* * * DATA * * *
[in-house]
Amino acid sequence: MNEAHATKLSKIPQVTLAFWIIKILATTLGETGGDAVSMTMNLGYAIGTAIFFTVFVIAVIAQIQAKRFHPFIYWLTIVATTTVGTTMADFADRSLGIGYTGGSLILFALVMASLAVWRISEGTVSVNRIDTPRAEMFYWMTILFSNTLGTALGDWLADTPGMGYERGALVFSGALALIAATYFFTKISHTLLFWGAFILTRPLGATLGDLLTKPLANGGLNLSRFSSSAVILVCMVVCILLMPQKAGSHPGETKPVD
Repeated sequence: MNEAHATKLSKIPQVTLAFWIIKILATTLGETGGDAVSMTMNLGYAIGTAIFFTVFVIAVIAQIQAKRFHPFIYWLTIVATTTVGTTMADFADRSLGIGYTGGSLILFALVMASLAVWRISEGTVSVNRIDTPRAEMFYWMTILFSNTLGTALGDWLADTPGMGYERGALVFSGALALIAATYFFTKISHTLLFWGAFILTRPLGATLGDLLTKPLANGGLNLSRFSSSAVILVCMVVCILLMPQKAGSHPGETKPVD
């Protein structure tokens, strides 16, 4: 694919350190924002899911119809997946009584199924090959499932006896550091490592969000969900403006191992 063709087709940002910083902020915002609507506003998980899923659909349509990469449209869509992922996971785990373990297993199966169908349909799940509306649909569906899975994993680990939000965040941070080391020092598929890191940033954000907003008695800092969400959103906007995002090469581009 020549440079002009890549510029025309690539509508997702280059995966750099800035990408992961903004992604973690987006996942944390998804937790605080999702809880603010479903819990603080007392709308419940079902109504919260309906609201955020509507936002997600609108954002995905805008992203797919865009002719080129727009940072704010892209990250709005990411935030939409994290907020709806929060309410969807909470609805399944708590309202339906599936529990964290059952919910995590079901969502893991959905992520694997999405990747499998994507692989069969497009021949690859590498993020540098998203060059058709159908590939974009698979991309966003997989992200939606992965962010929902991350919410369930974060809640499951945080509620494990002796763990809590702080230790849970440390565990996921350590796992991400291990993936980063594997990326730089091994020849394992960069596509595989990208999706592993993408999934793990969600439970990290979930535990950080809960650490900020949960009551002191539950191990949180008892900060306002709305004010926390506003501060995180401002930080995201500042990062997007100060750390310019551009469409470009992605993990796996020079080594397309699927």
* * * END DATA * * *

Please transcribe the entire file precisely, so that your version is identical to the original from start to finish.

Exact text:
[in-house]
Amino acid sequence: MNEAHATKLSKIPQVTLAFWIIKILATTLGETGGDAVSMTMNLGYAIGTAIFFTVFVIAVIAQIQAKRFHPFIYWLTIVATTTVGTTMADFADRSLGIGYTGGSLILFALVMASLAVWRISEGTVSVNRIDTPRAEMFYWMTILFSNTLGTALGDWLADTPGMGYERGALVFSGALALIAATYFFTKISHTLLFWGAFILTRPLGATLGDLLTKPLANGGLNLSRFSSSAVILVCMVVCILLMPQKAGSHPGETKPVD
Repeated sequence: MNEAHATKLSKIPQVTLAFWIIKILATTLGETGGDAVSMTMNLGYAIGTAIFFTVFVIAVIAQIQAKRFHPFIYWLTIVATTTVGTTMADFADRSLGIGYTGGSLILFALVMASLAVWRISEGTVSVNRIDTPRAEMFYWMTILFSNTLGTALGDWLADTPGMGYERGALVFSGALALIAATYFFTKISHTLLFWGAFILTRPLGATLGDLLTKPLANGGLNLSRFSSSAVILVCMVVCILLMPQKAGSHPGETKPVD
């Protein structure tokens, strides 16, 4: 694919350190924002899911119809997946009584199924090959499932006896550091490592969000969900403006191992 063709087709940002910083902020915002609507506003998980899923659909349509990469449209869509992922996971785990373990297993199966169908349909799940509306649909569906899975994993680990939000965040941070080391020092598929890191940033954000907003008695800092969400959103906007995002090469581009 020549440079002009890549510029025309690539509508997702280059995966750099800035990408992961903004992604973690987006996942944390998804937790605080999702809880603010479903819990603080007392709308419940079902109504919260309906609201955020509507936002997600609108954002995905805008992203797919865009002719080129727009940072704010892209990250709005990411935030939409994290907020709806929060309410969807909470609805399944708590309202339906599936529990964290059952919910995590079901969502893991959905992520694997999405990747499998994507692989069969497009021949690859590498993020540098998203060059058709159908590939974009698979991309966003997989992200939606992965962010929902991350919410369930974060809640499951945080509620494990002796763990809590702080230790849970440390565990996921350590796992991400291990993936980063594997990326730089091994020849394992960069596509595989990208999706592993993408999934793990969600439970990290979930535990950080809960650490900020949960009551002191539950191990949180008892900060306002709305004010926390506003501060995180401002930080995201500042990062997007100060750390310019551009469409470009992605993990796996020079080594397309699927």